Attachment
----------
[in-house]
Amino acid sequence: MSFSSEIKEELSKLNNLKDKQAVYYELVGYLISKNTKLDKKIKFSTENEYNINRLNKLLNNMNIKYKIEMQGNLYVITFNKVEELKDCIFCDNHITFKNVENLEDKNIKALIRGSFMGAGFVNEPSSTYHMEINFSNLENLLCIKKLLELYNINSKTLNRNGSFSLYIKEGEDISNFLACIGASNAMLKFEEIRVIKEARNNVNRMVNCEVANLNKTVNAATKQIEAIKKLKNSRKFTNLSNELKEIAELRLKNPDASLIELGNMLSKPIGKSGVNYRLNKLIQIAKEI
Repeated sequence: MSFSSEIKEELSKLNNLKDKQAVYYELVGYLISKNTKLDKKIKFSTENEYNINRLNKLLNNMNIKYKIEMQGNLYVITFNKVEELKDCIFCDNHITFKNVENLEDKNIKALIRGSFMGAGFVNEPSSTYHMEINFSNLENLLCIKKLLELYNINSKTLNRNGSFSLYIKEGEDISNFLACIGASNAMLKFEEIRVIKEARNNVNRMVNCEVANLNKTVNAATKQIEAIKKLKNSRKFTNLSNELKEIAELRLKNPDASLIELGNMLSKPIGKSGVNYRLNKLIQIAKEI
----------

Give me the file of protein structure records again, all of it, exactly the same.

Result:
[in-house]
Amino acid sequence: MSFSSEIKEELSKLNNLKDKQAVYYELVGYLISKNTKLDKKIKFSTENEYNINRLNKLLNNMNIKYKIEMQGNLYVITFNKVEELKDCIFCDNHITFKNVENLEDKNIKALIRGSFMGAGFVNEPSSTYHMEINFSNLENLLCIKKLLELYNINSKTLNRNGSFSLYIKEGEDISNFLACIGASNAMLKFEEIRVIKEARNNVNRMVNCEVANLNKTVNAATKQIEAIKKLKNSRKFTNLSNELKEIAELRLKNPDASLIELGNMLSKPIGKSGVNYRLNKLIQIAKEI
Repeated sequence: MSFSSEIKEELSKLNNLKDKQAVYYELVGYLISKNTKLDKKIKFSTENEYNINRLNKLLNNMNIKYKIEMQGNLYVITFNKVEELKDCIFCDNHITFKNVENLEDKNIKALIRGSFMGAGFVNEPSSTYHMEINFSNLENLLCIKKLLELYNINSKTLNRNGSFSLYIKEGEDISNFLACIGASNAMLKFEEIRVIKEARNNVNRMVNCEVANLNKTVNAATKQIEAIKKLKNSRKFTNLSNELKEIAELRLKNPDASLIELGNMLSKPIGKSGVNYRLNKLIQIAKEI